Houston Tax Attorney
Interest imposed by the IRS on tax debts can be problematic, as is highlighted by the recent Scanlon White, Inc. v. Commissioner case.
Scanlon White Case
In Scanlon White, the IRS took four years to deny the taxpayer’s offer in compromise for its unpaid employment tax liability. The taxpayer requested that the IRS abate the interest on the underlying tax debt, presumably from the period that the IRS was considering the taxpayer’s offer in compromise. The IRS refused. The US tax court and now the Tenth Circuit Court of Appeal upheld the IRS refusal.
Can IRS interest be abated?
As the courts note, the law is clear that the IRS does not have the authority to abate interest associated with employment taxes. Congress has granted the IRS the authority and discretion to abate interest that has arisen due to “unreasonable errors and delays by Internal Revenue Service” that relates to income taxes – not employment taxes. In other words, the IRS has the discretion to abate interest related to income taxes that results from its own delays.
Given the clarity in the law, the remedy here is to convince Congress to amend the tax code so that employment taxes are included in the provision that allows the IRS to abate interest. This amendment is necessary because, as this case illustrates, the IRS does unnecessarily delay in addressing some tax issues (admittedly, current law would provide that the IRS would be deemed to have accepted the taxpayer’s offer in compromise by default, because the IRS did not reject the offer within two years).
That raises the question as to why the IRS should be able to abate interest related to income taxes, but not employment taxes. The idea seems to be that employment taxes belong to the government and are merely held by the taxpayer until remitted to the IRS. In other words, the thought is that since some of the employment taxes are withheld from employee pay, the employer is merely the middleman who passes those funds to the IRS.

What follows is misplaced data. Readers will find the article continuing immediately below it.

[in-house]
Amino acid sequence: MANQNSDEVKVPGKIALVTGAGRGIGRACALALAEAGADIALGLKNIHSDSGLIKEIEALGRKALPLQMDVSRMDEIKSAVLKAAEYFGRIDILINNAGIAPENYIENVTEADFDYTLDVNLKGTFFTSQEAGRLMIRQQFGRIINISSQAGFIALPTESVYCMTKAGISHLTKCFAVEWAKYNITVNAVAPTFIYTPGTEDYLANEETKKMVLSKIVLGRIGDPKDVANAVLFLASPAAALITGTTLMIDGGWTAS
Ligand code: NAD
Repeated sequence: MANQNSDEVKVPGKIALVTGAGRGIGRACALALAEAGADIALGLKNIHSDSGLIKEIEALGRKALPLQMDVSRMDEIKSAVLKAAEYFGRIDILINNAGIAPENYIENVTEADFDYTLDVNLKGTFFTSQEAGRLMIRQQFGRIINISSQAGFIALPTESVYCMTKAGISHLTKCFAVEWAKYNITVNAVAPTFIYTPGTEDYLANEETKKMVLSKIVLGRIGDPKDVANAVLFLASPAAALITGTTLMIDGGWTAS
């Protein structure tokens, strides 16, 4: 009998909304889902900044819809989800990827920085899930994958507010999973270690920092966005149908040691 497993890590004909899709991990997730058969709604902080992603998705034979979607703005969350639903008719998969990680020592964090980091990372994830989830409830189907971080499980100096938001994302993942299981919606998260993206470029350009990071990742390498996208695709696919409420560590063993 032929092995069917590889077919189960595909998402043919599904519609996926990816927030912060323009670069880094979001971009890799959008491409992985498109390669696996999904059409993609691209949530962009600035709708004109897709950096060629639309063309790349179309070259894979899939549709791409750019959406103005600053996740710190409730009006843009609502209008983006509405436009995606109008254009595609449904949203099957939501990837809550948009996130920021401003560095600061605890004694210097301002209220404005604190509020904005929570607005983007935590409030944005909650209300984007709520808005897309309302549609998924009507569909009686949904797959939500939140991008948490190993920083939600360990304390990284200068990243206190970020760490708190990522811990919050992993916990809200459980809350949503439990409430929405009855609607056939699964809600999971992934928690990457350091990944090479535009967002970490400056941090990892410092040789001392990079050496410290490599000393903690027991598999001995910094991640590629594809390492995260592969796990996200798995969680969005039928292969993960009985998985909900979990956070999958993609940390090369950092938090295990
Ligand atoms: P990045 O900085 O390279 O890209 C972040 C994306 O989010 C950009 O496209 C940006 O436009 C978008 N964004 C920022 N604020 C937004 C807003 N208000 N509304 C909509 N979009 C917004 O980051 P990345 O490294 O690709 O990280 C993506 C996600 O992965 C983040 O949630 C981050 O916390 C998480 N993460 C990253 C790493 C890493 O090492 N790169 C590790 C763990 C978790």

I have never really understood this position because (1) not all employment taxes are withheld from employee pay (such as federal employment taxes or FUTA) and (2) income taxes belong to the IRS too even if individual taxpayers do not remit the taxes to the IRS. Why should employers not be entitled to have the IRS consider abating interest when the IRS unreasonably delays in processing employer matters, but individual taxpayers do have this right? Isn’t an IRS delay in processing an offer in compromise for employment taxes the same as an IRS delay in processing an offer in compromise for income taxes? Perhaps the tax attorney in this case should have raised Constitutional arguments….Previous post: Taxation of Employer Provided Education: A Look At Section 127 Plans
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